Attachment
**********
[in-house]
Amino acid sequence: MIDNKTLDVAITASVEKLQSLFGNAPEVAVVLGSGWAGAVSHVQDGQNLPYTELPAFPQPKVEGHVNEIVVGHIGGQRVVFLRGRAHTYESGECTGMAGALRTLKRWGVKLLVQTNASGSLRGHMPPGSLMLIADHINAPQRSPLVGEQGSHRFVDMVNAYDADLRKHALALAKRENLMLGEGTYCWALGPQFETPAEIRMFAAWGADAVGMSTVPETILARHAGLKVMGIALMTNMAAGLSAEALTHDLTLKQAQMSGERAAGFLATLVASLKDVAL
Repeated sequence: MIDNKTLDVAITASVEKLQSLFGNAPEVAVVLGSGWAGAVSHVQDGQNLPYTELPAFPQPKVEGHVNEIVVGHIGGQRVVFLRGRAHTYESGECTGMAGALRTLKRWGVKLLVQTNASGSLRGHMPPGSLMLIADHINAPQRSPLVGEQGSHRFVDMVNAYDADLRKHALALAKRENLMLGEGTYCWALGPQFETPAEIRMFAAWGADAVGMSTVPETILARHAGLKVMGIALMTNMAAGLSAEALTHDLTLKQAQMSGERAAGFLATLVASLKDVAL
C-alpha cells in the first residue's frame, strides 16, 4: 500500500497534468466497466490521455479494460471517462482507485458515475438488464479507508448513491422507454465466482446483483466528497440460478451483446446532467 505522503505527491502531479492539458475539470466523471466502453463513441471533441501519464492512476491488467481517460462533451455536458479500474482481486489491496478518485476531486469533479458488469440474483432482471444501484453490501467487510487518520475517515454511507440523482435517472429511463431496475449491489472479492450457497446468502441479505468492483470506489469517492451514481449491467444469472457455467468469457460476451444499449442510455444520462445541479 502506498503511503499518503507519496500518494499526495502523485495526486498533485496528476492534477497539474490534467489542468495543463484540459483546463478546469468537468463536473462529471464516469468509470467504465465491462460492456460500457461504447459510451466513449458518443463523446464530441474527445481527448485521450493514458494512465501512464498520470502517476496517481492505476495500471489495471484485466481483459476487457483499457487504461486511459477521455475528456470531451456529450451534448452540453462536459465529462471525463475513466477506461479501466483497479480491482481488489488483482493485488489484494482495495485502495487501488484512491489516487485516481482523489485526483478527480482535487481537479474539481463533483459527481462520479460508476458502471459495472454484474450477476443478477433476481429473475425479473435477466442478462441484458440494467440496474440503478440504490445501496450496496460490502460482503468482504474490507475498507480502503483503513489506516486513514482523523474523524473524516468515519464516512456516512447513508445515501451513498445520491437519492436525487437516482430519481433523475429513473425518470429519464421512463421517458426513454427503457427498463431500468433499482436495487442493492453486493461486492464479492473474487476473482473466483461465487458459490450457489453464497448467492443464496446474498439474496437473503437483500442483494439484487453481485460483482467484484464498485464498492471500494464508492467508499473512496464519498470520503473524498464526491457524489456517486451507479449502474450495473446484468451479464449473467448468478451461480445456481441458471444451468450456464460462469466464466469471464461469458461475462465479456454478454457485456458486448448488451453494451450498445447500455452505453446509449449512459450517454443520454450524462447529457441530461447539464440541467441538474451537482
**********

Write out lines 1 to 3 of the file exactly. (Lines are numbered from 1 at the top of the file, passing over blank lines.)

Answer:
[in-house]
Amino acid sequence: MIDNKTLDVAITASVEKLQSLFGNAPEVAVVLGSGWAGAVSHVQDGQNLPYTELPAFPQPKVEGHVNEIVVGHIGGQRVVFLRGRAHTYESGECTGMAGALRTLKRWGVKLLVQTNASGSLRGHMPPGSLMLIADHINAPQRSPLVGEQGSHRFVDMVNAYDADLRKHALALAKRENLMLGEGTYCWALGPQFETPAEIRMFAAWGADAVGMSTVPETILARHAGLKVMGIALMTNMAAGLSAEALTHDLTLKQAQMSGERAAGFLATLVASLKDVAL
Repeated sequence: MIDNKTLDVAITASVEKLQSLFGNAPEVAVVLGSGWAGAVSHVQDGQNLPYTELPAFPQPKVEGHVNEIVVGHIGGQRVVFLRGRAHTYESGECTGMAGALRTLKRWGVKLLVQTNASGSLRGHMPPGSLMLIADHINAPQRSPLVGEQGSHRFVDMVNAYDADLRKHALALAKRENLMLGEGTYCWALGPQFETPAEIRMFAAWGADAVGMSTVPETILARHAGLKVMGIALMTNMAAGLSAEALTHDLTLKQAQMSGERAAGFLATLVASLKDVAL